Ruling

03320-15 Jones v Wrexham Leader

    • Date complaint received

      24th August 2015

    • Outcome

      No breach - after investigation

    • Code provisions

      1 Accuracy, 3 Harassment, 9 Reporting of crime

·  Decision of the Complaints Committee 03320-15 Jones v Wrexham Leader

Summary of complaint 

1. Lynn Jones, acting on her own behalf and on behalf of Amanda Evans, complained to the Independent Press Standards Organisation that the Wrexham Leader breached Clause 1 (Accuracy), Clause 3 (Privacy) and Clause 9 (Reporting of crime) of the Editors’ Code of Practice in an article headlined “Victim pulled kitchen knife out of stomach”, published on 24 February 2015. 

2. The article was a report of criminal proceedings against Miss Jones. It reported that Mold Crown Court heard that Miss Jones had stabbed Miss Evans following an altercation. The complainant said that the article inaccurately reported that the court heard that she had “fallen off the wagon” prior to the incident; “punched” Miss Evans before stabbing her; and had told attending police officers “yeah I did it”. She also said that it inaccurately reported that the incident had taken place on 7 November, in fact it had taken place on 2 November. 

3. The complainant said that the publication of a photograph of her intruded into her privacy in breach of Clause 3. She said that, while she did not know when or where the photograph had been taken, it had not been taken on the day of her sentencing, and did not therefore reflect her state of mind on that day. The complainant also said that Miss Evans had been named in breach of Clause 9. 

4. The newspaper said that the complainant had appeared in court on a number of occasions and that photographs were taken of her at these times. In the absence of any reporting restrictions, it was normal practice to name individuals involved in the case. It did not consider therefore that there had been a breach of Clause 3 or Clause 9. The newspaper also confirmed that the court had heard that Miss Jones “fell off the wagon”. However, the newspaper acknowledged that it had inaccurately reported that the incident took place on 7 November, while the court heard it had taken place on 2 November; that Miss Jones had “punched” Miss Evans, while the court heard she had been “pushed”; and that she had told attending police officers “yeah I did it”, while the court heard she said “yeah I did”. It therefore offered to publish the following correction and apology:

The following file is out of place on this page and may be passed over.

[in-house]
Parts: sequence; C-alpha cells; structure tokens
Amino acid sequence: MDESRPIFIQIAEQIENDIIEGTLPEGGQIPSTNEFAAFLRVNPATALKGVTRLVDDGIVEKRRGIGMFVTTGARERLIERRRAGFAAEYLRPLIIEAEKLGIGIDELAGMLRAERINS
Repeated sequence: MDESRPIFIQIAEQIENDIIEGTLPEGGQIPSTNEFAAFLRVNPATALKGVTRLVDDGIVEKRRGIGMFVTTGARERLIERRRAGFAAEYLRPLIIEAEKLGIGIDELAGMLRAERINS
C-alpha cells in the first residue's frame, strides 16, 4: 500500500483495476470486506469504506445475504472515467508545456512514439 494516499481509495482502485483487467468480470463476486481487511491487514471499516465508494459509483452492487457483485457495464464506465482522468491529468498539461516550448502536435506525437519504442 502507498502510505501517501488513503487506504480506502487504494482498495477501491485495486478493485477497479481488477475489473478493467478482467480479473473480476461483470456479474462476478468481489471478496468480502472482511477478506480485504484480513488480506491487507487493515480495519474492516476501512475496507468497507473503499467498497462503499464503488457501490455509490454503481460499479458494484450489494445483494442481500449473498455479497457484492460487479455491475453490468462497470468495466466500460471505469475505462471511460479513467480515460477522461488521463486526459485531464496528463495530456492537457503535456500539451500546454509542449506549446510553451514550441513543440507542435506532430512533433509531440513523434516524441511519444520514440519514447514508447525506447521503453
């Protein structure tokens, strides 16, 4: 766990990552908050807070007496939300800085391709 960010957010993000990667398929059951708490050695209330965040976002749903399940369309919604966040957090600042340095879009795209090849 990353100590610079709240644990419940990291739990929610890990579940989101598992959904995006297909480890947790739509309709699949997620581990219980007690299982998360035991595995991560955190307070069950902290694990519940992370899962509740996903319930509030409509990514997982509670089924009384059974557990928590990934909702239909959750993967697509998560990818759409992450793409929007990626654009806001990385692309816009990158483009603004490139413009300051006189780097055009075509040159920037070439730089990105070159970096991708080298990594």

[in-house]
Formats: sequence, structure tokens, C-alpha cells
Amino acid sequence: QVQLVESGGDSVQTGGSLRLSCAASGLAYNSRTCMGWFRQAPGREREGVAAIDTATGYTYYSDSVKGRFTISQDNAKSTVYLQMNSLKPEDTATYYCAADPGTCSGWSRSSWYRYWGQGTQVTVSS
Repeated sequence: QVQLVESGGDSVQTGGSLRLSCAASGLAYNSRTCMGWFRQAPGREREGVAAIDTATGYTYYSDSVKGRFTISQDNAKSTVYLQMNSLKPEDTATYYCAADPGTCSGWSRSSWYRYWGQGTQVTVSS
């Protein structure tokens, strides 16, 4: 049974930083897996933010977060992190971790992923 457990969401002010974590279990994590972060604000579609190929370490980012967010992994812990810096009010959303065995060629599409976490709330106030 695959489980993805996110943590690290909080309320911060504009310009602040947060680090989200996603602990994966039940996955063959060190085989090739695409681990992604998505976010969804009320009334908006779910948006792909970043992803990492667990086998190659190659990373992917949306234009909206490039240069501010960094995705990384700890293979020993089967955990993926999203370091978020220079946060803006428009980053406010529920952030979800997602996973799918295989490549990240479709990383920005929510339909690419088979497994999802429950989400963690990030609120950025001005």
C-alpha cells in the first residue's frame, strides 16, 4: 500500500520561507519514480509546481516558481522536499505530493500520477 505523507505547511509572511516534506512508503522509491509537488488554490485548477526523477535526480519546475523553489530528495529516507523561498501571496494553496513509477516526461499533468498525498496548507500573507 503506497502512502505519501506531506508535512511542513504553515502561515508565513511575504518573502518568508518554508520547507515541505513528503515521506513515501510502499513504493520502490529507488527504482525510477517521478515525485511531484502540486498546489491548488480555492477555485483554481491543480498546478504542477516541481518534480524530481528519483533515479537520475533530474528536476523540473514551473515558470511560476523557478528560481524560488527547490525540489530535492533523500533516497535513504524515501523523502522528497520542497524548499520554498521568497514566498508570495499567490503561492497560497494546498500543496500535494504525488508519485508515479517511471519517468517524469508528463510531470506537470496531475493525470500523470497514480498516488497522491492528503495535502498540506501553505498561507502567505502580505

A REPORT of Mold Crown Court proceedings published in the Wrexham Leader on February 24 contained inaccuracies. In a report headlined ‘Victim pulled kitchen knife out of stomach’ it was wrongly stated that the victim was “punched” when the court was told she was “pushed”. Having been arrested, the defendant had responded to police “yeah I did” rather than “yeah I did it” and the offence took place on November 2 and not November 7. We apologise for these errors. 

Relevant Code Provisions

5. Clause 1 (Accuracy) 

i) The Press must take care not to publish inaccurate, misleading or distorted information, including pictures. 

ii) A significant inaccuracy, misleading statement or distortion once recognised must be corrected, promptly and with due prominence, and – where appropriate – an apology published. In cases involving the Regulator, prominence should be agreed with the Regulator in advance. 

Clause 3 (Privacy) 

i) Everyone is entitled to respect for his or her private and family life, home, health and correspondence, including digital communications. 

Clause 9 (Reporting of crime) 

i) Relatives or friends of persons convicted or accused of crime should not generally be identified without their consent, unless they are genuinely relevant to the story. 

Findings of the Committee

6. The article reported on proceedings relating to the altercation between the complainant and Miss Evans. It was not in dispute that Miss Evans had been stabbed by the complainant following an argument, and that the complainant had subsequently admitted this to police officers following her arrest. Whether Miss Evans had been “pushed” or “punched” prior to her being stabbed, and the exact words used by the complainant in her admission to the police, did not represent significant inaccuracies. Neither was the error in reporting the date of the altercation. The Committee warmly welcomed the newspaper’s commitment to ensuring accurate reporting, and its willingness to correct inaccuracies. These corrections were not however required under the terms of the Code, and there was no breach of Clause 1. 

7. The Committee did not consider that a photograph showing the complainant’s likeness revealed any intrinsically private information about her, in the context of a court report. There was no breach of Clause 3. Miss Evans was genuinely relevant to the account of the proceedings which followed the altercation. There was no breach of Clause 9. 

Conclusions

8. The complaint was not upheld. 

Remedial Action Required

N/A 

Date complaint received: 01/05/2015

Date decision issued: 24/08/2015